Break Time

April 14, 2011

Talking about my borderline ex can be a real downer. Time to take a break from all the heaviness.

Drowning Barbie

January 10, 2011

I love dark humor. Especially, if it involves putting a sick twist on a cultural icon. So when I saw this video on Ms. Magazine’s blog, I immediately loved the idea of drowning Barbie. But then I read all the comments being made under the posting, and it killed it for me. (no pun intended)

The comments were filled with people who take themselves waaay too seriously, including the artist. People who were concerned that this art might encourage violence against women. People who suggested that Barbie was a symbol of how a male-dominated society is imposing their ideals on women. I read these comments, and all I could think is- What happened to these women? What made them feel oppressed?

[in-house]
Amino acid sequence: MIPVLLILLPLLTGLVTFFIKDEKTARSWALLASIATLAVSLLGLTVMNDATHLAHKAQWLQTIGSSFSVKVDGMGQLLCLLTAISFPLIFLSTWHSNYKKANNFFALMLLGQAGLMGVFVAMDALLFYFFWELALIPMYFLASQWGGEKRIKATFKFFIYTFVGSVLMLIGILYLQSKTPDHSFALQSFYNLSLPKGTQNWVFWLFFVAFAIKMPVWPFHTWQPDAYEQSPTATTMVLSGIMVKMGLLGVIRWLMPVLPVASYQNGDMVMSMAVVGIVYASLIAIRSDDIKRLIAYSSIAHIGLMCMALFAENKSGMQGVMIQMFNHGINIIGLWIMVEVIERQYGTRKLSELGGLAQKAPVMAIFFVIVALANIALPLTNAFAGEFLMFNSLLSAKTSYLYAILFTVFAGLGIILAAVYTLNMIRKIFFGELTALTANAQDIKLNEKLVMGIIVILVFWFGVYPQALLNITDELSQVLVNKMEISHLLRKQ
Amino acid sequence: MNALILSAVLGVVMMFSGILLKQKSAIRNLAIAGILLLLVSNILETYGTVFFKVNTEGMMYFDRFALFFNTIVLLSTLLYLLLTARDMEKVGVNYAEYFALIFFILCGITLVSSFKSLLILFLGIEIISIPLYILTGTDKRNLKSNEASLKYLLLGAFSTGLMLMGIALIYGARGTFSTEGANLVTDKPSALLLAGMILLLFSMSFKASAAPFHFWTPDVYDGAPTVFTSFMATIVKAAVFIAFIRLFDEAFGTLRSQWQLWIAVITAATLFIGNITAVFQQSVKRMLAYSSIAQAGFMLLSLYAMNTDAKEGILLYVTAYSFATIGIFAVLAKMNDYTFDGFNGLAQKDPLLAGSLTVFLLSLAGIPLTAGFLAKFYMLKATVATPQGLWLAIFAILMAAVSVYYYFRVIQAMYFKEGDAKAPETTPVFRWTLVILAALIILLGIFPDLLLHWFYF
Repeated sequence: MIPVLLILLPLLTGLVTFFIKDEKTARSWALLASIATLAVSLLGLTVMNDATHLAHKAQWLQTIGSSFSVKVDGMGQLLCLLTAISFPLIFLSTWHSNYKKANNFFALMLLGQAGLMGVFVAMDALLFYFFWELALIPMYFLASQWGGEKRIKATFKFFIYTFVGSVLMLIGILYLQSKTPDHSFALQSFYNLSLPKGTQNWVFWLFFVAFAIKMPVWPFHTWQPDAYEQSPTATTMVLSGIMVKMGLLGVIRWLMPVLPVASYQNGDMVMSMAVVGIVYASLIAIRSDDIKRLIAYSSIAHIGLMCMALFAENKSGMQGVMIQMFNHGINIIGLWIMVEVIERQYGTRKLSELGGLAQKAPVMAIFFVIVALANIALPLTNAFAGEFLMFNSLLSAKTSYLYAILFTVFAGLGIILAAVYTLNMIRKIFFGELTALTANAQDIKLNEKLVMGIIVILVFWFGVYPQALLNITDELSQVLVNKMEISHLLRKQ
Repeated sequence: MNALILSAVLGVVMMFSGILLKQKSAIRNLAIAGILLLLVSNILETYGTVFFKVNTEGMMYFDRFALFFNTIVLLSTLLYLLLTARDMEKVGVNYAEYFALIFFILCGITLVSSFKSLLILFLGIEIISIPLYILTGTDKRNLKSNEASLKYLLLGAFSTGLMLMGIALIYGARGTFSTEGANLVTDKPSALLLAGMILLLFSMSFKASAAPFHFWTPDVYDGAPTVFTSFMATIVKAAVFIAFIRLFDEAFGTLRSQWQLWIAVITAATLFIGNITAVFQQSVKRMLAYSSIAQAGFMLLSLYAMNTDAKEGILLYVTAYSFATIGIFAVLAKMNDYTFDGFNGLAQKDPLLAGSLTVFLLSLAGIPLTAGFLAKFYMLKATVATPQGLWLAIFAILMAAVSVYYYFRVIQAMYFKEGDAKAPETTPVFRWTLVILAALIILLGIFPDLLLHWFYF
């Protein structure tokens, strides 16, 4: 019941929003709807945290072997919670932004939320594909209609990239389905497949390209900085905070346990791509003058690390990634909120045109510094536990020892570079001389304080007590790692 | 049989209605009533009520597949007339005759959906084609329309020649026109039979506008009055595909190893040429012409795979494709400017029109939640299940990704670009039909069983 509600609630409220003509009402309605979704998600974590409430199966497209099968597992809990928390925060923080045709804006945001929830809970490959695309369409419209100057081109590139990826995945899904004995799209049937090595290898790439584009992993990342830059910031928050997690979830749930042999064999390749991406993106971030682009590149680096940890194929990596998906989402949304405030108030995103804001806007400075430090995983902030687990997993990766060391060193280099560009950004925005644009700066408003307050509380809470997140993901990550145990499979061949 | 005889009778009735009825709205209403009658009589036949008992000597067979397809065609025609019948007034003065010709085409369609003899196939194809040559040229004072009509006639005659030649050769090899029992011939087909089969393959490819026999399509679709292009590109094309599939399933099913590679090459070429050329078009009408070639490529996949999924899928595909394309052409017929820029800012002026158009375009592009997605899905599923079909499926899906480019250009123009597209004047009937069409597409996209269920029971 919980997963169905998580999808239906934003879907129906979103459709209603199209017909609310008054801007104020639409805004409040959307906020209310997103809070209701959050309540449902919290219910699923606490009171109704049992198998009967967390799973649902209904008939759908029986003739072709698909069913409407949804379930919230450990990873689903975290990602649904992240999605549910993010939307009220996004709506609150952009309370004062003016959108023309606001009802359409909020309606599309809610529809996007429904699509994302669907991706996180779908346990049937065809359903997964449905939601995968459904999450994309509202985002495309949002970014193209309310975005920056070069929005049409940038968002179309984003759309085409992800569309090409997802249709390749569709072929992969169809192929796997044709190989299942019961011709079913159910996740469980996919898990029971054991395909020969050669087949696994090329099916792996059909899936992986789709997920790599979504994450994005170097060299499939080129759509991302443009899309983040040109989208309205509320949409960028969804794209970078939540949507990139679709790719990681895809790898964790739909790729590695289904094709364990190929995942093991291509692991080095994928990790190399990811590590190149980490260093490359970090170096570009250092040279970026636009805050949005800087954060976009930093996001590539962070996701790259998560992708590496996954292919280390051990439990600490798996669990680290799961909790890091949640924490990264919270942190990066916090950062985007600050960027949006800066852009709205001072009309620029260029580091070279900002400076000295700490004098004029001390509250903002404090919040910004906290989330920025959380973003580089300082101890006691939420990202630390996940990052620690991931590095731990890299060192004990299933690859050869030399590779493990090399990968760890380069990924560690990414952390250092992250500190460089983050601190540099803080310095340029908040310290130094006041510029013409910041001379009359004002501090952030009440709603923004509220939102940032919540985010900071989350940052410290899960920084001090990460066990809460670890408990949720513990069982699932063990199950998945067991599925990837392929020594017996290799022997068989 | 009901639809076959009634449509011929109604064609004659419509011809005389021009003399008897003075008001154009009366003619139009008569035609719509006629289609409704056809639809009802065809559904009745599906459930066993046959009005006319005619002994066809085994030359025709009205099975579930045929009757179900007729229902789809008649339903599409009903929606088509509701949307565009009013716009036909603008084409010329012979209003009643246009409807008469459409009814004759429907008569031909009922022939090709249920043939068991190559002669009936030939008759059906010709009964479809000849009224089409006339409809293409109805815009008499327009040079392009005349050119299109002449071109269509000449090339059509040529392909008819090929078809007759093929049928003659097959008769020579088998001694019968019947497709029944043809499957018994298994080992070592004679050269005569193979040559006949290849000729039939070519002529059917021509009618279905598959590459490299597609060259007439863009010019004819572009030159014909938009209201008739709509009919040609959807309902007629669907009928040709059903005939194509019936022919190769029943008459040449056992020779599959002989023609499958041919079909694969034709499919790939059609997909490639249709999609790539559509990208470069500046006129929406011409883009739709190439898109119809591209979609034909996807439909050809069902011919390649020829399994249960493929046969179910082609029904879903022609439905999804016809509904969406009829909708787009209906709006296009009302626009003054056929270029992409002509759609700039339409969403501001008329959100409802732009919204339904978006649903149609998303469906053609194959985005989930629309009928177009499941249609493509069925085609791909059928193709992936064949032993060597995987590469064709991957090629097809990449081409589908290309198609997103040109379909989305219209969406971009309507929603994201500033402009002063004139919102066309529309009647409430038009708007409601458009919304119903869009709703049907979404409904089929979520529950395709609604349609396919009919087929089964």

It’s just a doll, people. To blame Barbie for an entire generation’s low self-esteem is absurd. Have we become so privileged, that we are desperately looking for things to whine about? If you have a pool in your backyard, then you are way too privileged to complain about how the Patriarchy is oppressing you. If you have a college education, then you have what many people in the world do not have access to. So what are you bitching about?